1. Write it down: Research has shown that people are 42% more likely to achieve their goals and dreams when they write them down on a regular basis.8 Before you begin a new project or task, take time to reflect on your vision and write it down. State your long-term goal, as well as the immediate tasks you need to accomplish along the way to stay aligned with that goal. Keep these outlines in a place where you will see them often and be reminded of your vision.
  2. Take a step back: Sometimes it’s difficult to see the big picture when you get caught up in the whirlwind of day-to-day operations. Try taking a step back by setting aside a moment every day, 10 minutes every week, and half an hour every month simply to reflect. What went well? What didn’t go well? Is the progress you’re making still aligned with your vision? By dedicating time to regularly reflect on these questions, you can ensure your team stays on track.
  3. Talk about it: Visions need to be shared in order to be realized collectively. Set aside time at the beginning of each new project or quarter to share your vision. Make it engaging; use scenarios and storytelling to paint a picture of the progress you want to see. Beyond direct reports, share your vision with your co-workers and leaders. Studies show that people are more likely to achieve their goals if they’ve shared them with a superior, or someone whose opinion they value.9 Talk about your vision with your customers too. Research shows that 63% of customers prefer to buy products and services from companies that have a purpose or vision. Therefore, talking about your vision not only serves to motivate and engage your team, it can also help bring in business and engage your clientele.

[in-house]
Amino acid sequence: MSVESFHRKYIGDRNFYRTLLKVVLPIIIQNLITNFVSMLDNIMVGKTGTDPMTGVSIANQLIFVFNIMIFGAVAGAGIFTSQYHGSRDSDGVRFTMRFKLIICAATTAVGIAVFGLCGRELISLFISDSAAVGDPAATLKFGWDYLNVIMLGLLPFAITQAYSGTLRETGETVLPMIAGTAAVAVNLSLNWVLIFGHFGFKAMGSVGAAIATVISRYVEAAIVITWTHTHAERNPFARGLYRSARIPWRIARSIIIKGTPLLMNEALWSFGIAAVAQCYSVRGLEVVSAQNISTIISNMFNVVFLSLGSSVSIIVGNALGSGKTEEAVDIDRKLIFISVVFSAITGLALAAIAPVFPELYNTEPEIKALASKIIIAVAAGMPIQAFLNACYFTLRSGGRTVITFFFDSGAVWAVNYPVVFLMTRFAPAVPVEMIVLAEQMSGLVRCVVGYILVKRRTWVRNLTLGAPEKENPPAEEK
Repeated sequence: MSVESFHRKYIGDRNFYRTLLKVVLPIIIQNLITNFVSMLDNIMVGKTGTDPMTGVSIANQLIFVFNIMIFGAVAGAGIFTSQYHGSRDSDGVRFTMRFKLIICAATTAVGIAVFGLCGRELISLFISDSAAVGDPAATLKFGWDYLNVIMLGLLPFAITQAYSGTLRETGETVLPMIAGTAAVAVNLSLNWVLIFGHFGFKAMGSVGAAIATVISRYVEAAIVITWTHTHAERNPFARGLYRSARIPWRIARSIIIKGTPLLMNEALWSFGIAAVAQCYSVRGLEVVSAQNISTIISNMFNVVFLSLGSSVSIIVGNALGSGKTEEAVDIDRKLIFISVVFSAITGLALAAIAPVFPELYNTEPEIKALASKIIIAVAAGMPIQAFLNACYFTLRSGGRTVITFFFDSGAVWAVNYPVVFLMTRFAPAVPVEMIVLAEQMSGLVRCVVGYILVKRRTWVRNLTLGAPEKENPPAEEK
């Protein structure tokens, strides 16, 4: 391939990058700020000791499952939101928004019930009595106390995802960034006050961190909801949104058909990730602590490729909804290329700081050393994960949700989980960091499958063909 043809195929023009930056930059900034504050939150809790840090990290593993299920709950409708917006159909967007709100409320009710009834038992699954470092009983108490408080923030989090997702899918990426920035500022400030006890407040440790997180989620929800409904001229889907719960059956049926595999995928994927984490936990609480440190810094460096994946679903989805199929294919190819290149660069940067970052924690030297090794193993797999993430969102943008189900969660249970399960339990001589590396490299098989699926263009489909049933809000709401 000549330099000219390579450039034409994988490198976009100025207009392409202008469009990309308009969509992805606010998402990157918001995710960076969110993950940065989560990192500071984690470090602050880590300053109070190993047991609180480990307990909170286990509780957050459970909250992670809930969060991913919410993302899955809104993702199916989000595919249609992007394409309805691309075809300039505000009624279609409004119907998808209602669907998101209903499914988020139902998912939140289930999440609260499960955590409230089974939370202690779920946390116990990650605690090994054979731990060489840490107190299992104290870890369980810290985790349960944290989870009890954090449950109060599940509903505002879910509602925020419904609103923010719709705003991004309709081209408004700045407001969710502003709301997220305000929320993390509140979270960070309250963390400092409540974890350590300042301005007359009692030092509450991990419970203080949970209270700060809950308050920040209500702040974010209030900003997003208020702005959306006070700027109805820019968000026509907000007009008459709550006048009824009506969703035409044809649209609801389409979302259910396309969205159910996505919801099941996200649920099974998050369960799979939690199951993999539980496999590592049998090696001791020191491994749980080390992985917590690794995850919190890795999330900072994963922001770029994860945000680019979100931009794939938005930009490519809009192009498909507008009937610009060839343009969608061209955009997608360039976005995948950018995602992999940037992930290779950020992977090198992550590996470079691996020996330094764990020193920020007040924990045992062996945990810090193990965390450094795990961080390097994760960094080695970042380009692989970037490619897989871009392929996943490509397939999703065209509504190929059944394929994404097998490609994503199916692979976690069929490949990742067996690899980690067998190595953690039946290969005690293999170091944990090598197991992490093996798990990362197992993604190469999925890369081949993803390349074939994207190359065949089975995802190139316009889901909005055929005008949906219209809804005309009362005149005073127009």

WATCH: How Visionary Leaders Talk

READ: Why Vision is the Most Important Thing for a Leader

DEVELOP: Develop your ability to become an inspirational role model by taking advantage of SIGMA’s coaching services.

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Helen Schreyer

1 Taylor, Colette & Cornelius, Casey & Colvin, Kate. (2014). Visionary leadership and its relationship to organizational effectiveness. Leadership &amp Organization Development Journal. 35. 566-583. 10.1108/LODJ-10-2012-0130.

2 Cheema, S., Akram, A., Javed, F. (2015). Employee Engagement and Visionary Leadership: Impact on Customer and Employee Satisfaction. Journal of Business Studies Quarterly, 7 (2). ISSN 2152-1034.

3 Yasin Ates, N., Tarakci, M., P. Porck, J.P., van Knippenberg, D., & Groenen, P. (February 28, 2019). Why Visionary Leadership Fails. Harvard Business Review. Retrieved from

4 Ibid.

5 Ibid.

6 Ibid.

7 Wang, L., Law, K. S., Zhang, M. J., Li, Y. N., & Liang, Y. (2019). It’s mine! Psychological ownership of one’s job explains positive and negative workplace outcomes of job engagement. Journal of Applied Psychology, 104(2), 229—246.

8 Gardner, Sarah and Albee, Dave, “Study focuses on strategies for achieving goals,

resolutions” (2015). Press Releases. 266.

9 Grabmeier, J. (September 3, 2019). Share your goals — but be careful whom you tell. Ohio State News. Retrieved from–but-be-careful-whom-you-tell/.

10 Accenture Strategy. (December 5, 2018). Majority of Consumers Buying from Companies That Take A Stand on Issues They Care About and Ditching Those That Don’t, Accenture Study Finds. Businesswire. Retrieved from

About the Author

Helen Schroeder

Marketing Coordinator

Helen completed a dual degree with Ivey Business School’s HBA program and Western University’s Honours Specialization in Psychology. As a Marketing Coordinator and Consultant she creates and manages content for SIGMA’s webpages, blogs, and coaching resources. Helen also assists in new product development, go-to-market strategy, and client consultation.